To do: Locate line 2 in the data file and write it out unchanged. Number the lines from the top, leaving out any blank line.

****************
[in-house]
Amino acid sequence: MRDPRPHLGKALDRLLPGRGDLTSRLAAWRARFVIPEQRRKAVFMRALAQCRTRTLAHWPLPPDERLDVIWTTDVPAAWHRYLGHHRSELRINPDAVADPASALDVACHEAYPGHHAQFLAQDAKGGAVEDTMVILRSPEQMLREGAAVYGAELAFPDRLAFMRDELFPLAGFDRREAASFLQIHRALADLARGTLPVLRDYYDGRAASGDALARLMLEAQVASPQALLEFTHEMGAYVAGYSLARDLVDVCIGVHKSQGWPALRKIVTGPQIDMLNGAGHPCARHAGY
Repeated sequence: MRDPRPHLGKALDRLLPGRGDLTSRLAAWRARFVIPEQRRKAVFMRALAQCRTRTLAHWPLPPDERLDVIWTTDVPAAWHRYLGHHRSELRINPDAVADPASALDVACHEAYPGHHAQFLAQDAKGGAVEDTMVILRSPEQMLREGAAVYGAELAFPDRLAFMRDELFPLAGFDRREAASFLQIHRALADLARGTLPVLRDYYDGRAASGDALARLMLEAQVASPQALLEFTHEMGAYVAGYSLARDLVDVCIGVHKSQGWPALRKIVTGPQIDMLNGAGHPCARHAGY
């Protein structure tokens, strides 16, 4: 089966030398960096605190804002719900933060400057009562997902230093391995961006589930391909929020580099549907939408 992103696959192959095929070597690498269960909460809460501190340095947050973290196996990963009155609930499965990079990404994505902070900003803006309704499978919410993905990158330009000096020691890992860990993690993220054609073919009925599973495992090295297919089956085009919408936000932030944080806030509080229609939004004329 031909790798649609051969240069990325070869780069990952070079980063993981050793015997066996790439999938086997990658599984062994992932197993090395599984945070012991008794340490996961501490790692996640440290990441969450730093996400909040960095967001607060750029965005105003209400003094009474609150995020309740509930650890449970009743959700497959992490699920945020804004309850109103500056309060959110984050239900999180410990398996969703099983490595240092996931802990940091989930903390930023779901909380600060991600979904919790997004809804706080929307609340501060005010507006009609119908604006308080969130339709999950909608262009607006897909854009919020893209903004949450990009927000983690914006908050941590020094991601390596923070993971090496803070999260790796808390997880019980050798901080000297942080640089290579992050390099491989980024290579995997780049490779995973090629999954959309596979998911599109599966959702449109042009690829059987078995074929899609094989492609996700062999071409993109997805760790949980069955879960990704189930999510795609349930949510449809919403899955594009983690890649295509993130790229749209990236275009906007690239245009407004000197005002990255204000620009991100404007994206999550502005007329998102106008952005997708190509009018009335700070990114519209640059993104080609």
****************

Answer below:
Amino acid sequence: MRDPRPHLGKALDRLLPGRGDLTSRLAAWRARFVIPEQRRKAVFMRALAQCRTRTLAHWPLPPDERLDVIWTTDVPAAWHRYLGHHRSELRINPDAVADPASALDVACHEAYPGHHAQFLAQDAKGGAVEDTMVILRSPEQMLREGAAVYGAELAFPDRLAFMRDELFPLAGFDRREAASFLQIHRALADLARGTLPVLRDYYDGRAASGDALARLMLEAQVASPQALLEFTHEMGAYVAGYSLARDLVDVCIGVHKSQGWPALRKIVTGPQIDMLNGAGHPCARHAGY